Not only does Koch fail to mention that he was the son of a very wealthy man when he worked those “unpleasant jobs,” he cites Dr. King as someone who agrees with him that “there are no dead end jobs.” (The Kochs, by the way, also fund “educational” groups that oppose the minimum wage.)

“If a man is called to be a street sweeper,” Koch quotes King, “he should sweep streets so well that all the hosts of heaven and earth will pause to say, ‘Here lived a great street sweeper who did his job well.’”

This from a man who himself joined the John Birch Society in the mid-1960s, while it was targeting King as a “communist.”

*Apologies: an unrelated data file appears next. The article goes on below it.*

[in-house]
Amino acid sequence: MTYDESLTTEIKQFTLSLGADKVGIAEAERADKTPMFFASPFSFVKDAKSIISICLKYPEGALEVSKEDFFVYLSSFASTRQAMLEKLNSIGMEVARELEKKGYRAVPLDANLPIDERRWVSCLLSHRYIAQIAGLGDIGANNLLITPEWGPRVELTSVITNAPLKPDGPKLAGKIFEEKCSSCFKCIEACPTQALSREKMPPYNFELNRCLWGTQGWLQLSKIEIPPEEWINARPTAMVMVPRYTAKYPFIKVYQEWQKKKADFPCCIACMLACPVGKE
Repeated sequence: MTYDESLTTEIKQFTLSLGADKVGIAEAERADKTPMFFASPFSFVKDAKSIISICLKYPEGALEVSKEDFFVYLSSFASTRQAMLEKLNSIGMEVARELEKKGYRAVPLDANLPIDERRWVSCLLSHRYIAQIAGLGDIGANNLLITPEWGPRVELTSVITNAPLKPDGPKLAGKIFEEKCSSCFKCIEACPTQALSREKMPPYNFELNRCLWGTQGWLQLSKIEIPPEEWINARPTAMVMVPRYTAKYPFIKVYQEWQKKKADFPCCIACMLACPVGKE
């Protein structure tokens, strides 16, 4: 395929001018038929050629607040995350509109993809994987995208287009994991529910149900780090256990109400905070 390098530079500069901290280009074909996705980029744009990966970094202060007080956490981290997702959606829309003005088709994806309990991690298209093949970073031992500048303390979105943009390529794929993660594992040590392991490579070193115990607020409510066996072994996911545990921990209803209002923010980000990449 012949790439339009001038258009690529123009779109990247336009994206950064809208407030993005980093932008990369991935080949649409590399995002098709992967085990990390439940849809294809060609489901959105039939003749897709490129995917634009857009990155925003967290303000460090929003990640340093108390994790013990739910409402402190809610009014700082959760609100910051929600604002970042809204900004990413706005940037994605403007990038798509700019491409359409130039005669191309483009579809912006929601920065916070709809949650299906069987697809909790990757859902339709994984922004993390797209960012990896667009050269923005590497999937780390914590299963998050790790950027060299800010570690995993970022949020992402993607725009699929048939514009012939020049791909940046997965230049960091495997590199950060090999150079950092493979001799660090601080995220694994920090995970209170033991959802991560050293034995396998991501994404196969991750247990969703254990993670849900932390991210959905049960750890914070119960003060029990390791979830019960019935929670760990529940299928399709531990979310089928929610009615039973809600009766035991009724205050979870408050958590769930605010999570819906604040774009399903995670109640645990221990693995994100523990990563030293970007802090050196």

Koch is right about one thing: King was indeed a great admirer of street sweepers. In fact, he was murdered visiting Memphis to fight for the right of city sanitation workers to join a union. Invoking King on behalf of his low-wage, union-busting, anti-minimum wage agenda is despicable, but Koch apparently thinks his money can buy him anything, including the right to claim King’s legacy.

He’s wrong. King died, by the way, while supporting AFSCME, the union representing the Memphis sanitation workers. AFSCME honored Dr. King by making the painful yet correct decision to end a partnership with the United Negro College Fund after UNCF accepted $25 million from the Kochs to establish a “Koch Scholars” program for black students. UNCF head Dr. Michael Lomax also dignified the annual Koch Summit, which plots its right-wing, free-market strategy, in June, alongside Republican senators and right-wing think tankers.